Recently, while casually listening to National Public Radio, I heard a familiar name: Dr. James Weinstein.
“Hey, that’s Shelsey’s dad,” I thought. A former neighbor of ours, his daughter and my son caught the same elementary school bus, and I knew Jim casually – as a “back doctor.”
As it turns out, Dr. Weinstein is director of the Dartmouth Institute for Health Policy and Clinical Practice. And he was commenting on NPR about vertebroplasty, an increasingly popular treatment for the debilitating, painful spinal fractures experienced by a number of osteoporosis sufferers.
A relatively new procedure, vertebroplasty injects acrylic cement into spinal bones, filling in cracks that develop as a result of osteoporosis. The injection has given relief to hundreds of thousands of osteoporosis patients, many of whom report their pain easing immediately after the injection.
One problem: Recently released studies, detailed in the August issue of the New England Journal of Medicine, report that patients who think they’re receiving vertebroplasty, but receive a placebo instead, show just as much improvement as patients who receive the actual treatment.
In other words, vertebroplasty works because the patient is convinced it will – not because it actually cures anything.
How did this kind of serious treatment make its way through the necessary clinical trials without being able to prove benefit compared to a placebo?
Turns out it didn’t. Vertebroplasty became available to osteoporosis patients in the 1990s, and results were so immediately positive that randomized clinical trials – where one group of patients receives the actual treatment, and a second a “sham treatment,” or placebo – were never conducted.
Until last year. Dr. David F Kallmes, a radiologist at the Mayo Clinic, helped develop vertebroplasty, and has been performing the procedure for 15 years. He’s also lead author of one of the new studies. Dr. Kallmes, in a recent New York Times interview, said he’s “shocked at the results” of the trial he led.
“I’m going to be the most reviled radiologist on the planet,” he noted, referring to the possibility that once vertebroplasty’s efficacy is called into question, insurance companies and Medicare may decide to drop coverage.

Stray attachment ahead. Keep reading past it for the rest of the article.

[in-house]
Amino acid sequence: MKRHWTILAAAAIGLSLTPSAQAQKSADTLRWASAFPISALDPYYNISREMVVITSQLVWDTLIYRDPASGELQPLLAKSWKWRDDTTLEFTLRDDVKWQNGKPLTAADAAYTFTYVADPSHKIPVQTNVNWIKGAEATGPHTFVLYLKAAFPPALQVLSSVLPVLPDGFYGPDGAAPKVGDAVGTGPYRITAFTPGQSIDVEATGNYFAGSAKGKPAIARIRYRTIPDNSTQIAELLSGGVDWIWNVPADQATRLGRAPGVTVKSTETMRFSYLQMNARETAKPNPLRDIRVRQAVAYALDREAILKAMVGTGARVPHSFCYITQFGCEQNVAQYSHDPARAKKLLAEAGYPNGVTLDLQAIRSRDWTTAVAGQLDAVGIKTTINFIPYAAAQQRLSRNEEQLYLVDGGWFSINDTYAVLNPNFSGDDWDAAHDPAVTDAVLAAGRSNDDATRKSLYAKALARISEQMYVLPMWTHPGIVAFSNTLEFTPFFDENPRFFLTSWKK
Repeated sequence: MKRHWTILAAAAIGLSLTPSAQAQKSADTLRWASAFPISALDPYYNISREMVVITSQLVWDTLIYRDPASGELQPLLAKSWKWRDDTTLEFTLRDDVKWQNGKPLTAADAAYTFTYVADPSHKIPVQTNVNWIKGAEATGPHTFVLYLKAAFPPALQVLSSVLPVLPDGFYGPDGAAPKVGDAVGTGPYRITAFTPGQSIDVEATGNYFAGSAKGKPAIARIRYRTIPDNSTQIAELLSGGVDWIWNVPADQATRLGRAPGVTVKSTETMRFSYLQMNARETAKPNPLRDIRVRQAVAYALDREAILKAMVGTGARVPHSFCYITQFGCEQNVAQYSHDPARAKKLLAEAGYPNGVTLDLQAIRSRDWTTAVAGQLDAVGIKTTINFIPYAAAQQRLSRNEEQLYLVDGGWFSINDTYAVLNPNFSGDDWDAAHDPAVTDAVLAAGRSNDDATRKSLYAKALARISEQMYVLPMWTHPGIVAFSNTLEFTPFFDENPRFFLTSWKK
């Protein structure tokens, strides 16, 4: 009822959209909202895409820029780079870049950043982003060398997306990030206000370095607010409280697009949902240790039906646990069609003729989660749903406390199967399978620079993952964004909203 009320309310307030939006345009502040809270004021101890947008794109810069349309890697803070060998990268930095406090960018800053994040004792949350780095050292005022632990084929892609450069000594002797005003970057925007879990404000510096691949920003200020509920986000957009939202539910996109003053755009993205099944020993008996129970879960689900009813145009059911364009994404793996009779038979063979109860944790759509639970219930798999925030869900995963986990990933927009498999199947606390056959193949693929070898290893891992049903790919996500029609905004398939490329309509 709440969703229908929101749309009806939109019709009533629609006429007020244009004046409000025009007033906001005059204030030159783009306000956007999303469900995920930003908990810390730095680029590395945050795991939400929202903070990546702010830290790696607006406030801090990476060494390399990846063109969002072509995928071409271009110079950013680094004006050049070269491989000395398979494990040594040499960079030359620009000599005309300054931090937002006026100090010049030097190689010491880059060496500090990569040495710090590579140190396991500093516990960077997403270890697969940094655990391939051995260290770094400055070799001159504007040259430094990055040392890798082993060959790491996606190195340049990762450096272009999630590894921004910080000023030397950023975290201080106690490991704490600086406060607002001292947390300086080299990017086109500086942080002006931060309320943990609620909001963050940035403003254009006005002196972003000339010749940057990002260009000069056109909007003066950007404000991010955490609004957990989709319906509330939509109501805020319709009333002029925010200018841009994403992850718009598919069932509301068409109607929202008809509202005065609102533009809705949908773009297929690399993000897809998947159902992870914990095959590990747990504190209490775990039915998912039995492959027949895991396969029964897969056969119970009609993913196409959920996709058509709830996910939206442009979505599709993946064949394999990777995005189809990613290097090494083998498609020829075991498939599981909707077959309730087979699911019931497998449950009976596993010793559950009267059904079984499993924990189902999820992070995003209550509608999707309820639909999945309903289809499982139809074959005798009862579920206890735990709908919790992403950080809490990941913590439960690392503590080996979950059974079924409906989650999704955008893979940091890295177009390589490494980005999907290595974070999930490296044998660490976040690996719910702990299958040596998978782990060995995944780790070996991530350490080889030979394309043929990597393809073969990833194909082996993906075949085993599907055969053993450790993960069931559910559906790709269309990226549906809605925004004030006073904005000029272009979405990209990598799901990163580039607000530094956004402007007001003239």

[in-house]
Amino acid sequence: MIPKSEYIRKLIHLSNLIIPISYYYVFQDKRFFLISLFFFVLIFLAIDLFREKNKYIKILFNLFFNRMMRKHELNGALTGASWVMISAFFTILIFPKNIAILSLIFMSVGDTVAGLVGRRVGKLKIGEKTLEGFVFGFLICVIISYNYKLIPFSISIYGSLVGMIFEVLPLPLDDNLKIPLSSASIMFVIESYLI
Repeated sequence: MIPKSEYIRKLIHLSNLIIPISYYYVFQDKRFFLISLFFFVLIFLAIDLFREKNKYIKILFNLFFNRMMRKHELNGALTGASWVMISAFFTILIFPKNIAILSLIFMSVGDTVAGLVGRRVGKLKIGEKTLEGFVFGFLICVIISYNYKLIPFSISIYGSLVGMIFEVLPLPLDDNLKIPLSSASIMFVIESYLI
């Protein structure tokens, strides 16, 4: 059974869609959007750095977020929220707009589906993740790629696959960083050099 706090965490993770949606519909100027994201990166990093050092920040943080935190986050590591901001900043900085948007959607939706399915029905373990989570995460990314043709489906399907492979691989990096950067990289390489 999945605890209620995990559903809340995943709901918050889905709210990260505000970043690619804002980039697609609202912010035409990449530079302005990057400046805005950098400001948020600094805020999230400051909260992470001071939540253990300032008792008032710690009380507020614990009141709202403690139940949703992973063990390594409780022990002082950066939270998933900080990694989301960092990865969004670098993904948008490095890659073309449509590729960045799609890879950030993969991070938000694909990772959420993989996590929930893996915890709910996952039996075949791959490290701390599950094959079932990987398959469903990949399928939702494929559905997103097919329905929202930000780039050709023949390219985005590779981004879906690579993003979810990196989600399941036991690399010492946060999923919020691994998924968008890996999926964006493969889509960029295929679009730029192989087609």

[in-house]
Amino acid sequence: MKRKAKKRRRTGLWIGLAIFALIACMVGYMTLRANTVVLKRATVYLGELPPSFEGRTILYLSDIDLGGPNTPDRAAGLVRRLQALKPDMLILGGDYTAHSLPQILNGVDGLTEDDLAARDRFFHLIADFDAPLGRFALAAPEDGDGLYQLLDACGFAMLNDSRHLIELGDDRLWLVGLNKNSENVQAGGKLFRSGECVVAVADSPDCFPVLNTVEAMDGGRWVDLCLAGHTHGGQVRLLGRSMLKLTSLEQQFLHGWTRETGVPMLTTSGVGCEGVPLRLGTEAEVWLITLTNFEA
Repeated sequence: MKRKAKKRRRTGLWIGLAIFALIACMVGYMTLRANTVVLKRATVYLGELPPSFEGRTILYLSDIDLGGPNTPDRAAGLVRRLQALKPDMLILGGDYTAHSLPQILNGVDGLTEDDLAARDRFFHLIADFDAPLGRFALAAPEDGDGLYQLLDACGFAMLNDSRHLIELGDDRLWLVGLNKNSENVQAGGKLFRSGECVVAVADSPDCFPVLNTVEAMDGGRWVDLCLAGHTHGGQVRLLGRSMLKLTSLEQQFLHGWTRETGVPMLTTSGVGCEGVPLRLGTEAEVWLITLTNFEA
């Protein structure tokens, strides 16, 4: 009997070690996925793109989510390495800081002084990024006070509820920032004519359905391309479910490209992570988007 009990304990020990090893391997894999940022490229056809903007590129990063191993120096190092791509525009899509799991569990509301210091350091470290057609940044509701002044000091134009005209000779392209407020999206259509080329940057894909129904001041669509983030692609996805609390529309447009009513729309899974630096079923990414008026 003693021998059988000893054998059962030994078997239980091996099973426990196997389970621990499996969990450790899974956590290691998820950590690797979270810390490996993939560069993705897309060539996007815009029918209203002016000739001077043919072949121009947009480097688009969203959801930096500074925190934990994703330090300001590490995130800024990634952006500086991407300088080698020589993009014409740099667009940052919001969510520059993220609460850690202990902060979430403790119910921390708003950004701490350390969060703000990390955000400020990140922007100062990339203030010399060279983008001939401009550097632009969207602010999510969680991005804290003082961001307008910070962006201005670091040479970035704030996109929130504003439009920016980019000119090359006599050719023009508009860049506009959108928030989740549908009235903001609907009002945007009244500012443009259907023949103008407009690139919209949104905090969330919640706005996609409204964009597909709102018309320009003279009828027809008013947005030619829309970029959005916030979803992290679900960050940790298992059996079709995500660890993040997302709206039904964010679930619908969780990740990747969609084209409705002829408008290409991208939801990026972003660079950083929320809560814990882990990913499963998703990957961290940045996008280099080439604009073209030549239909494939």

A relatively pricey treatment, vertebroplasty can cost upwards of $3,000, not including the approximately $1,000-$2000 for preliminary diagnostic work. About 73,000 Americans received the treatment last year, representing over $300 million health-care dollars.
Spent on what appears to be a sham.
But is scientific evidence going to discourage pain sufferers from seeking what seems to be a very effective treatment? Not likely. Especially if insurance still covers it.
Dr. Kallmes is presently conducting a follow-up study to determine if the local anesthetic given to patients receiving vertebroplasty provides some relief in and of itself. He says it’s also a possibility that with time, patients will heal naturally and feel relief, regardless of whether they receive treatment. In the meantime, he says he’s not ready to give up on the treatment.
Back to Dr. Weinstein. While he doesn’t perform vertebroplasty himself, he doesn’t think it should be abandoned completely. Weinstein suggests that patients be told it works no better than a placebo, but that they’re welcome to try it. He also noted that compassionate care and time, “in and of themselves, can have an effect.”
The mind is a powerful thing. And its been shown in the past that pain is very susceptible to “mind over matter” – if you believe you’ve received a pain-killing drug, your pain will often abate. While many doctors are calling for additional trials, many are also continuing to use vertebroplasty.
Apparently heeding the old maxim, “If it ain’t broke, don’t fix it.”
Have you had vertebroplasty? Please share your experience by commenting here.
Published On: October 21, 2009